Heather Parkhurst, 'Beverly Hills Cop' Actress, Finding New Home for Pit Bull After She Was Attacked by Her Dogs

Heather Parkhurst is reportedly looking for a new home for the pit bull that that attacked her last week. Parkhurst's fiance, Mark Nason, told TMZ that that they have decided to seek a new home for the puppy, 9-month-old Shorty. The couple will be keeping their older dog separately.

Parkhurst made headlines last week when she was badly hurt in a fight between her two dogs. The actress — best known for appearing in Beverly Hills Cop III — was grievously injured when their older pit bull, Buddha, attacked Shorty while Parkhurst was petting him. Parkhurst was hospitalized with crushed bones, torn ligaments and deep cuts all over one arm.

Now, Nason confirmed that they are giving up on having the two dogs stay in one home together. The couple is seeking a new home for Shorty, reasoning that the younger dog will adapt to a new environment better than Buddha, who is 8 years old.

In spite of the violent episode, Nason and Parkhurst remain committed advocates for pit bulls. They are taking their time to find the best home possible for Shorty, and have reportedly reached out to three different organizations.

Nason said the couple is looking to Vanderpump Dogs, The Blair Foundation and Pit Bulls for Parolees for help. Between the three of them, one organization will likely find a home for Shorty. All three reportedly said that the fight with Buddha will not prevent them from taking Shorty into their care.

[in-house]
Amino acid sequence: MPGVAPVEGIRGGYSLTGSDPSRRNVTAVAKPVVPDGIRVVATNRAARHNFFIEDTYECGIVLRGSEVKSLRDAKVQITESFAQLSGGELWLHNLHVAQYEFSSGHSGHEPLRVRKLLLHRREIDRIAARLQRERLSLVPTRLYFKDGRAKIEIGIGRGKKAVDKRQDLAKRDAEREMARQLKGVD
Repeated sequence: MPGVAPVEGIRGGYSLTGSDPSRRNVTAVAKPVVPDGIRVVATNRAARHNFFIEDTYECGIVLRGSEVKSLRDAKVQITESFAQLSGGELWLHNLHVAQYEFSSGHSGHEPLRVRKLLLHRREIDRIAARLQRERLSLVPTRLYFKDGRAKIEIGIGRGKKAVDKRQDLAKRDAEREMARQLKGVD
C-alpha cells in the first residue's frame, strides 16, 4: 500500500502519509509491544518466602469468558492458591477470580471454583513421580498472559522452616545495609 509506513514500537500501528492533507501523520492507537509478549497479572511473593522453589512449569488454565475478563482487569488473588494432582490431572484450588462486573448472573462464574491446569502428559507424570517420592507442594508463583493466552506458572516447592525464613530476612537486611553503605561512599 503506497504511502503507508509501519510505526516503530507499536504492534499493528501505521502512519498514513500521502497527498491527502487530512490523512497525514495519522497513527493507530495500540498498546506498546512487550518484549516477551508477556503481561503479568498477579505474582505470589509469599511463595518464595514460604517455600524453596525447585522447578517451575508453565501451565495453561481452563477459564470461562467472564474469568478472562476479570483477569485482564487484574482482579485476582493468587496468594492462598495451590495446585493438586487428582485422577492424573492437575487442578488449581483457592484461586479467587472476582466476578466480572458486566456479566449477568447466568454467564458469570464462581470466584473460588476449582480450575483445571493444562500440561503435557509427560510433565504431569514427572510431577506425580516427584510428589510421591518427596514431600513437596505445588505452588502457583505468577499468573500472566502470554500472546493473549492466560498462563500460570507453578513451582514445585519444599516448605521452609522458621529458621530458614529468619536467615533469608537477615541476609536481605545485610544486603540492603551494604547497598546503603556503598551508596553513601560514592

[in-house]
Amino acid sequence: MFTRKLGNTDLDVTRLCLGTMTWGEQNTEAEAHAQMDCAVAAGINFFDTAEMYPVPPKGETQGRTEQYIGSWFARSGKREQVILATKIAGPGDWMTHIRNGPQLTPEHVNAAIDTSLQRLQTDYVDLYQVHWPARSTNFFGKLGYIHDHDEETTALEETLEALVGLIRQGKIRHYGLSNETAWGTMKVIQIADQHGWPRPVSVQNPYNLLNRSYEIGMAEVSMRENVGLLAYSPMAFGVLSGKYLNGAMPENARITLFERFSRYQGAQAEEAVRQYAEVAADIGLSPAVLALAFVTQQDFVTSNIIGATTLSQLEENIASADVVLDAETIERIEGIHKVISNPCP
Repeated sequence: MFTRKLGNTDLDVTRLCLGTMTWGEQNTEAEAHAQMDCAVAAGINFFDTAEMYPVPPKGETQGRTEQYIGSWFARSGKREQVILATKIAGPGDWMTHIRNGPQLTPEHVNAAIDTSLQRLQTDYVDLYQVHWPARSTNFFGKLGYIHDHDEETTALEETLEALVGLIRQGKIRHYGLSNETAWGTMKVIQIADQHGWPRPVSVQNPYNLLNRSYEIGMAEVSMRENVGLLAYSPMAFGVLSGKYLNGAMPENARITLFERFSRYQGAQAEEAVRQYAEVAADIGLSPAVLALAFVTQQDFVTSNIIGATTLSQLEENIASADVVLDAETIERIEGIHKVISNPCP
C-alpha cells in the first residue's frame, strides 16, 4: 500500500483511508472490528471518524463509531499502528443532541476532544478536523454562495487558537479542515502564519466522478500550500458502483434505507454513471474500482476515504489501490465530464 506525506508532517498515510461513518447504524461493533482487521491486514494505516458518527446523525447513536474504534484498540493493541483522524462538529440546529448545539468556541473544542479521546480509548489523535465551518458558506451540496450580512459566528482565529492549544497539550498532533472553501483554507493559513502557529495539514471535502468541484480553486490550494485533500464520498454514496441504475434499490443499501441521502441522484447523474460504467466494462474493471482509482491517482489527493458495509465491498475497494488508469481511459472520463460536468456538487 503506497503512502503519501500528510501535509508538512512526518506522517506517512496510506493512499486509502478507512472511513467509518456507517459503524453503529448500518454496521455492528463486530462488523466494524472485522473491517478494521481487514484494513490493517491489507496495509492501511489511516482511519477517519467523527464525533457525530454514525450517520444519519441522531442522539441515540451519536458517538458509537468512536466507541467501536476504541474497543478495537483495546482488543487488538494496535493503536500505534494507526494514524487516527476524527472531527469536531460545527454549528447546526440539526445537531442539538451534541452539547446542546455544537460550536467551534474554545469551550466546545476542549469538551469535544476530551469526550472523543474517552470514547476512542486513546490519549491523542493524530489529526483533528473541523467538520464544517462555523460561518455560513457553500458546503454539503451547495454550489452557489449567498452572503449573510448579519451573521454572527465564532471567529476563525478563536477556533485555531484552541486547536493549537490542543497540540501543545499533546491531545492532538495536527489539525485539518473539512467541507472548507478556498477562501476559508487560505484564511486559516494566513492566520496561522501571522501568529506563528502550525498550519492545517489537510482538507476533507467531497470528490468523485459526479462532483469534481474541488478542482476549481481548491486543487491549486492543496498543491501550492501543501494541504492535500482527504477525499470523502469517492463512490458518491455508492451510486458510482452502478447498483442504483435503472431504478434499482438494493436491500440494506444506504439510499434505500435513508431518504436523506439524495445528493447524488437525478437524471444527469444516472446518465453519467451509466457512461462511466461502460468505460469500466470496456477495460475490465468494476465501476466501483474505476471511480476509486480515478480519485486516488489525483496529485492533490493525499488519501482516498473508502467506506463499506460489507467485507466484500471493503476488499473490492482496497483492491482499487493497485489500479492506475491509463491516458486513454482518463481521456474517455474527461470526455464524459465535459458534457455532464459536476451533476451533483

Shorty will have to work through some kind of rehabilitation program, however, before he is sent to another home. While he was not the instigator in the scuffle, experts said they will "work with" the animal to make sure he is well-adjusted for the home he ends up in.

Parkhurst and Nason noted that they do not want to keep Shorty in an environment where he might feel unsafe. They also pointed out that they currently live in an apartment building, which is not ideally suited for rehabilitating a stressed out pit bull, especially one who barks.

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Parkhurst will reportedly require about a year of physical therapy to recover from the traumatic attack. Gory photos of her wounds were published by TMZ, but they are not for the faint of heart.

Pit bull advocates are speaking out about the unfortunate incidents, encouraging the public to take training seriously with bigger dog breeds, but not to assume that all pit bulls are dangerous.